This post was co-authored by Richard Kahlenberg, Senior Fellow at the Century Foundation.
As we mark the 60th anniversary of Brown v. Board of Education, we are glad to see renewed interest in the issue of segregation, but discouraged about our societal failure to tackle it. Indeed, we have both recently written about the persistence of racial segregation in our public schools, and about the pernicious effects of associated concentrated poverty. BBA and EPI document the segregation of black and Hispanic children in high-poverty kindergarten classrooms. And Kahlenberg has written about new efforts to reinvigorate Brown by emphasizing socioeconomic integration through public school choice.
Perhaps the saddest aspect of this segregation is the waste of a precious American resource, one that could offer our children an important advantage over their peers in many other countries: diversity. We continue, for the most part, to treat the multiple languages spoken in schools from Los Angeles to Minneapolis as only a challenge for teachers, rather than the learning opportunity it could represent for classmates. We see only deficits for children who grow up in very challenging circumstances, rather than finding creative ways to help them share with their peers the resilience and creativity gained through those experiences.
The data in the BBA-EPI study of the close connection between racial segregation and concentrated poverty show that the kindergarten class of 2010-2011 was comprised of roughly half white students, one fourth Hispanic students, and one eighth black students, with the rest Asian and others. If our kindergarten classes reflected that diversity, all American students would be exposed to a diverse peer group and see such diversity as the norm. As a result of our patterns of racial segregation and concentrated poverty, however, most white students enter school in classrooms in which the majority of their peers look a lot like them, and only about one in ten is poor. The reverse is true for black and Hispanic students; over half of them start school in classrooms in which one of every two of their classmates is poor.
Our increasing fixation with standardized tests is exacerbating the problem. Pressure to raise test scores to the exclusion of all else provides disincentives for parents to opt for a school that has lower scores as a result of serving children from multiple countries, even though that school may offer unique windows into other cultures. Policies driven heavily by test scores have cost schools visionary leaders who work well with diverse students and parents, because overly narrow metrics mask those leaders' greatness. As James Ryan, now the dean of Harvard's School of Education, has written, the Elementary and Secondary Education Act's accountability scheme can actually provide a powerful disincentive for middle-class schools to welcome low-income students.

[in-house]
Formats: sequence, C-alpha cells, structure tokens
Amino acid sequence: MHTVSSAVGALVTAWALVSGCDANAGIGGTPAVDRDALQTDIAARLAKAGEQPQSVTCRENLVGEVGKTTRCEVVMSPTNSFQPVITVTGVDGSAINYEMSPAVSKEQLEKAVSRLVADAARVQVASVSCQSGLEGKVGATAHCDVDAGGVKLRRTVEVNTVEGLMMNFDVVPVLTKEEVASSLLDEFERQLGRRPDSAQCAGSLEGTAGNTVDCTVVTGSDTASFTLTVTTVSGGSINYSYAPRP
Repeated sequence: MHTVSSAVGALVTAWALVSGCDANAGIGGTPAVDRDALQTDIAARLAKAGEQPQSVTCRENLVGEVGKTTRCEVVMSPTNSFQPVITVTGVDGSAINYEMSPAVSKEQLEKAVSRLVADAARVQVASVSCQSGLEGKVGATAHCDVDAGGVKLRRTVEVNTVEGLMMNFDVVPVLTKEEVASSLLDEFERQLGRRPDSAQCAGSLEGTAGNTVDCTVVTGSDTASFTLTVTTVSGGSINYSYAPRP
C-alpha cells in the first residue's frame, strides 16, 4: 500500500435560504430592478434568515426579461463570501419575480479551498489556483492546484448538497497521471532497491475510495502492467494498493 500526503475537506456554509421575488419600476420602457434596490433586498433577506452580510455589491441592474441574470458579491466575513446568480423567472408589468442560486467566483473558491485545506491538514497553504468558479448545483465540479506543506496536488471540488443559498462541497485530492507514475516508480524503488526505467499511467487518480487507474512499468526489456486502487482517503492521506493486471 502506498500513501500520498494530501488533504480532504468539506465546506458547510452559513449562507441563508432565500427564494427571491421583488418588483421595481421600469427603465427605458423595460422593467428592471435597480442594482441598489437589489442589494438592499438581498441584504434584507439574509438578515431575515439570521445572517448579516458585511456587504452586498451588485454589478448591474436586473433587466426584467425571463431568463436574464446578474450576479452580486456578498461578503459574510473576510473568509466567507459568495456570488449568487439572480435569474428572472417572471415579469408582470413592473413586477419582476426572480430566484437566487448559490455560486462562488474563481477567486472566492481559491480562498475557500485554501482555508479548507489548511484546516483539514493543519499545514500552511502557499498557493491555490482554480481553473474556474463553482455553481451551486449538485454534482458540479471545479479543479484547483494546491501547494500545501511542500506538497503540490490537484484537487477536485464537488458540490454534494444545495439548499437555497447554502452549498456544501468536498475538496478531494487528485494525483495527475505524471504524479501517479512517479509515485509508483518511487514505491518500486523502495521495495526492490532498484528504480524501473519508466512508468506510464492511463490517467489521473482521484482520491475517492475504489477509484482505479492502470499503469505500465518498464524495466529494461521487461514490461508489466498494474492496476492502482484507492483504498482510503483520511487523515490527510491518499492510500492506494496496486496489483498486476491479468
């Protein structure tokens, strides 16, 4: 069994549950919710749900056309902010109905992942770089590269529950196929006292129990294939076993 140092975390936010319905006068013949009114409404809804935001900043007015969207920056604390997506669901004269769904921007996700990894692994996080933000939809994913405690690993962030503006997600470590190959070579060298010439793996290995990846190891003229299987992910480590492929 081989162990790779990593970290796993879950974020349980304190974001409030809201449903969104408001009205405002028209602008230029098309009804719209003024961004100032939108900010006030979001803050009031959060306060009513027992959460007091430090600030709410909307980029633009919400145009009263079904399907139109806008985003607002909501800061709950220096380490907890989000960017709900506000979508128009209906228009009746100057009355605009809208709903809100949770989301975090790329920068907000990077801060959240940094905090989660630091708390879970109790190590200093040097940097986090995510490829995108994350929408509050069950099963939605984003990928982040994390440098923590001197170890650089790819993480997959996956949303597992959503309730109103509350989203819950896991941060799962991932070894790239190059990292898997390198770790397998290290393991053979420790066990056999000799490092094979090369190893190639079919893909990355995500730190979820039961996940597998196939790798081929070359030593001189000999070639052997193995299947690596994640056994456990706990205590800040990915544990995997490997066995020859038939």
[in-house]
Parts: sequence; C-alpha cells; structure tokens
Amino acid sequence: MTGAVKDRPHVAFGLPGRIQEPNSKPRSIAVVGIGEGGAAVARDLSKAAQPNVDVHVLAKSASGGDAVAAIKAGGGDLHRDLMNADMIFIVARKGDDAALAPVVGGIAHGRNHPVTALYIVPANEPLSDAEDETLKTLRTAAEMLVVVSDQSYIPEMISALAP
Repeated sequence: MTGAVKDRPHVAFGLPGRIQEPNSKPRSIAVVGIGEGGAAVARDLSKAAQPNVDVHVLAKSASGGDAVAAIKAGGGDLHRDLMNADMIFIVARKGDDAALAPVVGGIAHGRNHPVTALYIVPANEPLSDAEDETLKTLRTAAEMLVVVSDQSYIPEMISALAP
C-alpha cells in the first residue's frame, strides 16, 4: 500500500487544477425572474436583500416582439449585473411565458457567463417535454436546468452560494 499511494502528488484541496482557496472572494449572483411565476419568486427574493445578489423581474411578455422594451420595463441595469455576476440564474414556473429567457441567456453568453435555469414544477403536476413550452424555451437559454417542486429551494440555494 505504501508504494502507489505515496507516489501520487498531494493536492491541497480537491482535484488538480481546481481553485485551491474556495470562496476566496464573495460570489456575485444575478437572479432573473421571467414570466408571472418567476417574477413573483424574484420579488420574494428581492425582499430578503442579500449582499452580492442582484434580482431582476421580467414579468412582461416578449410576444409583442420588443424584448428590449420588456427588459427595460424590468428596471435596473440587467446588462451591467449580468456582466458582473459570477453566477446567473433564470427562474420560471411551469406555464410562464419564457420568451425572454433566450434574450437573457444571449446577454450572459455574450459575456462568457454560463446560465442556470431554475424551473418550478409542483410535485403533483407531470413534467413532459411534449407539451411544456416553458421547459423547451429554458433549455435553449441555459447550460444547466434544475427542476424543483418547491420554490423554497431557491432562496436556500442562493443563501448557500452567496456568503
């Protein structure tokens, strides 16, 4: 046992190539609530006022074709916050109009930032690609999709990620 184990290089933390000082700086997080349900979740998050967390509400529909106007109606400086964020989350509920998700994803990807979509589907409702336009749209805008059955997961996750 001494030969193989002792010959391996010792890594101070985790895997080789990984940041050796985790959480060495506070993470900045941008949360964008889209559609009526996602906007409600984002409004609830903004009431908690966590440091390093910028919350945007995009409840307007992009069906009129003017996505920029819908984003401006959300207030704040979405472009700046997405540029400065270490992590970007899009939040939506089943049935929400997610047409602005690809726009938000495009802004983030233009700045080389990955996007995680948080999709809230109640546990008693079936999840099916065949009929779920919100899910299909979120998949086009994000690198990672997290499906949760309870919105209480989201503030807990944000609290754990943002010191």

We are not alone in seeing the missed opportunity here. Professor Yong Zhao at the University of Oregon, who grew up in China, disputes the notion that American schools are a mess and that we should emulate Asian schools. Rather, he says, we fail to see the bigger picture, one that shows a uniquely creative, industrious and globally economically successful United States, as measured not by test scores but by worker productivity, and innovative talent. He points to activities like talent shows as uniquely American ways of nurturing a diverse set of interests in the school setting. Our increasingly narrow academic focus not only ignores these many intelligences and talents, it squelches them.
Although the federal government has largely given up on school integration, the good news is that many individual school districts are taking steps to break up concentrations of school poverty. Today, more than 80 school districts, educating some 4 million students, consider socioeconomic status as a factor in student assignment decisions. In Cambridge, Massachusetts, for example, families choose from among a variety of magnet schools and then school officials honor those requests with an eye to ensuring that schools are socioeconomically balanced. The federal government should do far more to encourage these efforts and should embrace what Diane Ravitch has called for -- a federal Race to the Top program that rewards districts that desegregate their schools.
In 1954, the Supreme Court held up integration as both a goal and an advantage. Sixty years later, our nation is much more diverse, offering a renewed chance to demonstrate that diversity can work to all of our advantage. Recent education policies place too much emphasis on attaining and documenting basic skills, however, and far too little emphasis on leveraging diversity as a means to nurture the creativity and innovation that today's world demands. They also exacerbate the continued consignment of our black and brown children to our poorest schools. Realizing Brown's potential requires that we ensure every child the chance to learn and grow up in well-resourced, enriching classrooms that reflect and leverage our rich diversity.